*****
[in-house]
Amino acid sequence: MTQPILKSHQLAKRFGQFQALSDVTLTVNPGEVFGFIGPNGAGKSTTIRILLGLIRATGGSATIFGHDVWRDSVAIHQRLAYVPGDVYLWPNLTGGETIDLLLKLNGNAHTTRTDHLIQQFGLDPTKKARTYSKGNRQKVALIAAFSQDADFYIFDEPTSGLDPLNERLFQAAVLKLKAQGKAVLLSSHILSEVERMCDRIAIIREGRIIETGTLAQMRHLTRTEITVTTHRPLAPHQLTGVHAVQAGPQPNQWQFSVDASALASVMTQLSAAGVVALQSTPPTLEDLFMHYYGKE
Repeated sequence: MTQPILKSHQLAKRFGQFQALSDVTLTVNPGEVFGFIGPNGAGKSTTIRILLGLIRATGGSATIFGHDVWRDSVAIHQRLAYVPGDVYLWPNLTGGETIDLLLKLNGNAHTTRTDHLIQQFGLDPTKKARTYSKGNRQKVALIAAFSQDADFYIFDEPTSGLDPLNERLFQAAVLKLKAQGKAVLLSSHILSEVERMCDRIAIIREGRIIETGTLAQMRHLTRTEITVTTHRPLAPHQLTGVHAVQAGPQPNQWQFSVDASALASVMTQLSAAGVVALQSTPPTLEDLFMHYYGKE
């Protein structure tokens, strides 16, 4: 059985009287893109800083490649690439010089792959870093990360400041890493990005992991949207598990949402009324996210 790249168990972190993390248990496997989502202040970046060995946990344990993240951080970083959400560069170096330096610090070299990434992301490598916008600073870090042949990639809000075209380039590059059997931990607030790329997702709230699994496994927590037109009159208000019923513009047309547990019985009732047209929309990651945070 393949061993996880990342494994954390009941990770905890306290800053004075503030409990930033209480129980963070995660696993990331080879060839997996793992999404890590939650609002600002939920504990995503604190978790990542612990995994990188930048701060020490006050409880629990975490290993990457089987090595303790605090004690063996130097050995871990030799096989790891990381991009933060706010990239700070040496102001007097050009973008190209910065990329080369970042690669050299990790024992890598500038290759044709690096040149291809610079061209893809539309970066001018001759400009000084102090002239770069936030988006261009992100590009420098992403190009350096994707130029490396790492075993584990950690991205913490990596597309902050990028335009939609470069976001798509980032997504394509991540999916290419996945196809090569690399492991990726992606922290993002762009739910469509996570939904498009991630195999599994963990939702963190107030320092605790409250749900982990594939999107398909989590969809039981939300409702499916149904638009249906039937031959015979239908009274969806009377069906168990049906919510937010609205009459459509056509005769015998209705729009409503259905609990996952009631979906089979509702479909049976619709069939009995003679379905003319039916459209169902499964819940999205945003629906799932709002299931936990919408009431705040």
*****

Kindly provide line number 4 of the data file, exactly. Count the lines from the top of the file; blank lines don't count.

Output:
């Protein structure tokens, strides 16, 4: 059985009287893109800083490649690439010089792959870093990360400041890493990005992991949207598990949402009324996210 790249168990972190993390248990496997989502202040970046060995946990344990993240951080970083959400560069170096330096610090070299990434992301490598916008600073870090042949990639809000075209380039590059059997931990607030790329997702709230699994496994927590037109009159208000019923513009047309547990019985009732047209929309990651945070 393949061993996880990342494994954390009941990770905890306290800053004075503030409990930033209480129980963070995660696993990331080879060839997996793992999404890590939650609002600002939920504990995503604190978790990542612990995994990188930048701060020490006050409880629990975490290993990457089987090595303790605090004690063996130097050995871990030799096989790891990381991009933060706010990239700070040496102001007097050009973008190209910065990329080369970042690669050299990790024992890598500038290759044709690096040149291809610079061209893809539309970066001018001759400009000084102090002239770069936030988006261009992100590009420098992403190009350096994707130029490396790492075993584990950690991205913490990596597309902050990028335009939609470069976001798509980032997504394509991540999916290419996945196809090569690399492991990726992606922290993002762009739910469509996570939904498009991630195999599994963990939702963190107030320092605790409250749900982990594939999107398909989590969809039981939300409702499916149904638009249906039937031959015979239908009274969806009377069906168990049906919510937010609205009459459509056509005769015998209705729009409503259905609990996952009631979906089979509702479909049976619709069939009995003679379905003319039916459209169902499964819940999205945003629906799932709002299931936990919408009431705040």